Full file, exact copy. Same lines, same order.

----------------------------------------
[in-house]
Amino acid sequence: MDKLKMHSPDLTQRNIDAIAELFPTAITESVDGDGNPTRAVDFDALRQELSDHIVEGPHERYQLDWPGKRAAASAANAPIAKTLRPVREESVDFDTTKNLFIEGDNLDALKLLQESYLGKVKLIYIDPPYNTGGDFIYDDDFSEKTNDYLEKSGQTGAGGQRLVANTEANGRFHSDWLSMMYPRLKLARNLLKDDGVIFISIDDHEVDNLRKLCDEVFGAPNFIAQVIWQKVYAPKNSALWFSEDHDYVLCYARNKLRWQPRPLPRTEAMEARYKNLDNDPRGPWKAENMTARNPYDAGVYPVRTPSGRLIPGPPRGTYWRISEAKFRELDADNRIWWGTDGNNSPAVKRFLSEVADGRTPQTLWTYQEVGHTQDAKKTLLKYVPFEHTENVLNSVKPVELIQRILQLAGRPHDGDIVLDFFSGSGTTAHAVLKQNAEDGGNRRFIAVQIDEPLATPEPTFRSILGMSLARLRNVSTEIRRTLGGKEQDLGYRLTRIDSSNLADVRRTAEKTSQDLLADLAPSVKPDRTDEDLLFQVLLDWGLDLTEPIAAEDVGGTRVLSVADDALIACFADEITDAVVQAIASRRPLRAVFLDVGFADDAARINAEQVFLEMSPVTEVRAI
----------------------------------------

[in-house]
Amino acid sequence: MDKLKMHSPDLTQRNIDAIAELFPTAITESVDGDGNPTRAVDFDALRQELSDHIVEGPHERYQLDWPGKRAAASAANAPIAKTLRPVREESVDFDTTKNLFIEGDNLDALKLLQESYLGKVKLIYIDPPYNTGGDFIYDDDFSEKTNDYLEKSGQTGAGGQRLVANTEANGRFHSDWLSMMYPRLKLARNLLKDDGVIFISIDDHEVDNLRKLCDEVFGAPNFIAQVIWQKVYAPKNSALWFSEDHDYVLCYARNKLRWQPRPLPRTEAMEARYKNLDNDPRGPWKAENMTARNPYDAGVYPVRTPSGRLIPGPPRGTYWRISEAKFRELDADNRIWWGTDGNNSPAVKRFLSEVADGRTPQTLWTYQEVGHTQDAKKTLLKYVPFEHTENVLNSVKPVELIQRILQLAGRPHDGDIVLDFFSGSGTTAHAVLKQNAEDGGNRRFIAVQIDEPLATPEPTFRSILGMSLARLRNVSTEIRRTLGGKEQDLGYRLTRIDSSNLADVRRTAEKTSQDLLADLAPSVKPDRTDEDLLFQVLLDWGLDLTEPIAAEDVGGTRVLSVADDALIACFADEITDAVVQAIASRRPLRAVFLDVGFADDAARINAEQVFLEMSPVTEVRAI